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Oral Surg Oral Med Oral Pathol. 1992 Sep;74(3):326-31.

Natural history of HIV-associated salivary gland disease.

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Department of Oral Medicine and Oral Surgery, Hillerød Central Hospital, Denmark.


To describe the natural history of HIV-associated salivary gland disease, which is characterized by enlarged major salivary glands and/or xerostomia in HIV-infected persons, we assessed 22 patients at an initial and follow-up examinations (median span of examinations, 15 months). Sixteen patients (73%) had bilateral parotid gland enlargement, 17 had symptoms of dry mouth, and 11 had both conditions. Parotid gland enlargement remained unchanged in 10 patients, it progressed in 2, and it regressed in 4 during treatment with zidovudine or steroids. Those patients with parotid gland enlargement had a significantly lower mean stimulated parotid flow rate (0.27 ml/min/per gland) than a control group of HIV+ persons without salivary gland disease (0.48 ml/min/per gland) (p less than 0.05), whereas the mean unstimulated whole salivary flow rates did not did not differ significantly between the two groups. The mean salivary flow rate of the study group did not change during the observation period. When HIV-associated salivary gland disease was diagnosed, 5 patients (23%) had AIDS, and at follow-up 10 (46%) had AIDS. Seven of these had Kaposi's sarcoma. The mean peripheral blood CD4 cell count was 280 and 225 per mm3 at the initial and follow-up examinations, respectively. The corresponding CD8 counts were 1138 and 900. The pathogenesis of HIV-associated salivary gland disease may include hyperplasia of intra-parotid lymphoid tissue. Because HIV-associated salivary gland disease can clinically resemble Sjögren's syndrome, the differential diagnosis of bilateral parotid enlargement should include HIV infection.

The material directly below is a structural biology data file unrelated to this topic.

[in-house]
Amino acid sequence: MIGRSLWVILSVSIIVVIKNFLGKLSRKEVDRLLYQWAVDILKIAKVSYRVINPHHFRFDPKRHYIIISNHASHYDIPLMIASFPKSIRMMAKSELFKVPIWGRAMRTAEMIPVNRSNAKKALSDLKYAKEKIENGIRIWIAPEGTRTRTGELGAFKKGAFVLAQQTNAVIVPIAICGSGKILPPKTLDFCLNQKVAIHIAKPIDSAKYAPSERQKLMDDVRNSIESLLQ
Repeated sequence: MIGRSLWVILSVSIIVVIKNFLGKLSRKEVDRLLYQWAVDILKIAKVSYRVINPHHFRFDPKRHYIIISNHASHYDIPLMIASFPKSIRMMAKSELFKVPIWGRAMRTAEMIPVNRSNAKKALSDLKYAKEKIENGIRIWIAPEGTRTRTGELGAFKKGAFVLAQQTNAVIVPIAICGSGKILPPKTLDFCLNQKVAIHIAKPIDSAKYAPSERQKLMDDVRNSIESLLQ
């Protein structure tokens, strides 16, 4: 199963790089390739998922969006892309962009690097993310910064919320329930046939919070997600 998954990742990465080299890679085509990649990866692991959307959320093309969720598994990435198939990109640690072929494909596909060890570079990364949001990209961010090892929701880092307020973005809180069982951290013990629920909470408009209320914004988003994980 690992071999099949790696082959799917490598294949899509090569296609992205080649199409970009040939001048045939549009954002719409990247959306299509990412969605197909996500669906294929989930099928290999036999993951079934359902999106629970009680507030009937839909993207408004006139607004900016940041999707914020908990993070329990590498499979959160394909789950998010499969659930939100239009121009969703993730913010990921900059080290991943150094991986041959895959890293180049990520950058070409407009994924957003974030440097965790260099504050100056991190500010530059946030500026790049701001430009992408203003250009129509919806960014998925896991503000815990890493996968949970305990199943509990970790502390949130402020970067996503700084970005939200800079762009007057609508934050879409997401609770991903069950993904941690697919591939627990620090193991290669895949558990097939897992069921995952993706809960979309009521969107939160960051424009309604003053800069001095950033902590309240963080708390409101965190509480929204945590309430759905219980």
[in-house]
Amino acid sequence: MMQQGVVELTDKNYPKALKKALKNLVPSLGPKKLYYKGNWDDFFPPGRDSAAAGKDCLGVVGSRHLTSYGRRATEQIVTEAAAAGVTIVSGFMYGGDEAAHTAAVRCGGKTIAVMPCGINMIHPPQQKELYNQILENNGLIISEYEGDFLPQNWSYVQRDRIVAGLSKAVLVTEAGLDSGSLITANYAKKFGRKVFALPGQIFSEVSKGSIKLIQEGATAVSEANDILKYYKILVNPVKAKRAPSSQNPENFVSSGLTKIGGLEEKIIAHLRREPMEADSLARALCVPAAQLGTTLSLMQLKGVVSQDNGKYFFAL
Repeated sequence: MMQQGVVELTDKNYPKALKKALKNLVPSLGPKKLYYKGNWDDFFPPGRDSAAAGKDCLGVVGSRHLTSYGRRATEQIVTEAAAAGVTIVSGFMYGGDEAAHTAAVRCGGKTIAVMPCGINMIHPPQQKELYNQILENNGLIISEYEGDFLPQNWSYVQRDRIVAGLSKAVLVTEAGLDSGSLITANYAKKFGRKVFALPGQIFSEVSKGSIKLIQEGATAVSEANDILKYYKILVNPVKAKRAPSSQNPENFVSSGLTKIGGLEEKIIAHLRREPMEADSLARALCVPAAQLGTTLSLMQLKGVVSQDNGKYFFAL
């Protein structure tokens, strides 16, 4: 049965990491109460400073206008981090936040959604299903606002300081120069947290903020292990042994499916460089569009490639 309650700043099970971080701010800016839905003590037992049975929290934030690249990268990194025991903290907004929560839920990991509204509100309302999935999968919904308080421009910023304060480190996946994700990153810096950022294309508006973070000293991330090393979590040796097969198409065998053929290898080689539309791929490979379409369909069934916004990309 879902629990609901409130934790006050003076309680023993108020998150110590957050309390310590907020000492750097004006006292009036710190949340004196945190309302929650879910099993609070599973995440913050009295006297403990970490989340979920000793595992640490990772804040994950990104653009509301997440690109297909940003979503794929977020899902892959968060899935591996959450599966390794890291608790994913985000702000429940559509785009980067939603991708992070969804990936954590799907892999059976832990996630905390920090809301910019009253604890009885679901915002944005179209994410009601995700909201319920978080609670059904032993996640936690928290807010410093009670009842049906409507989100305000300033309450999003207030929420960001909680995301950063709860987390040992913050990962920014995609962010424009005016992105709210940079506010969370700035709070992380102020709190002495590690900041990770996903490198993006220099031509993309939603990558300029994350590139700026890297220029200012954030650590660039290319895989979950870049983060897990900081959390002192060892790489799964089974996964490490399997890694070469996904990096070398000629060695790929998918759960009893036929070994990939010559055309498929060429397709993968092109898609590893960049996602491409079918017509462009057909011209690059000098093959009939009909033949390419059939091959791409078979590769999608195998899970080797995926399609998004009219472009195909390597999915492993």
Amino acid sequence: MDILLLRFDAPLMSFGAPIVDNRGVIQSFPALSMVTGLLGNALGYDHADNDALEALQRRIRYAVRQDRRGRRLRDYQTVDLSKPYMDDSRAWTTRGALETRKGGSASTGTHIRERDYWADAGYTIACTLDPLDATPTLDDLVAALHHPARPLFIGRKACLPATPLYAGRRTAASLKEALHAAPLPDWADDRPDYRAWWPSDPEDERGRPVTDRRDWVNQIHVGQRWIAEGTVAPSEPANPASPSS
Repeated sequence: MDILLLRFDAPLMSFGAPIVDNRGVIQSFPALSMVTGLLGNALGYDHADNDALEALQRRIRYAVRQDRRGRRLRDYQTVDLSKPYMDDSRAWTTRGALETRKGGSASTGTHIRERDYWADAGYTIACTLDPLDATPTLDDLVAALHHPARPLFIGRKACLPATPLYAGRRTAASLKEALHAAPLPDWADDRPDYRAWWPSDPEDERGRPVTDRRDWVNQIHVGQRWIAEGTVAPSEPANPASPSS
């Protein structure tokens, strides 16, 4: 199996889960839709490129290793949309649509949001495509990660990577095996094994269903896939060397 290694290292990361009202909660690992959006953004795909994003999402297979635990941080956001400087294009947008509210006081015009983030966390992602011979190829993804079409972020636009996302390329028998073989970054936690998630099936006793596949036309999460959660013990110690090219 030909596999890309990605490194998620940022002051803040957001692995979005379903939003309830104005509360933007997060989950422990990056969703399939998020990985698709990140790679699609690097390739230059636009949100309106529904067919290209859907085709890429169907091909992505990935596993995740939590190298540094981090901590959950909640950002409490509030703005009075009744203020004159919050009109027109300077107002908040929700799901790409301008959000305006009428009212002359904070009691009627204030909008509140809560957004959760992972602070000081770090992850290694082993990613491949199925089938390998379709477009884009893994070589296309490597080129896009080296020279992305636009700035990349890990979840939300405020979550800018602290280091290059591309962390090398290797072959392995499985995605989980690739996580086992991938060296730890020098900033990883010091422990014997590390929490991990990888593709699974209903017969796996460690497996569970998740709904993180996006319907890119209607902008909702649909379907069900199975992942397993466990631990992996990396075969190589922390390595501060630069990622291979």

[Indexed for MEDLINE]

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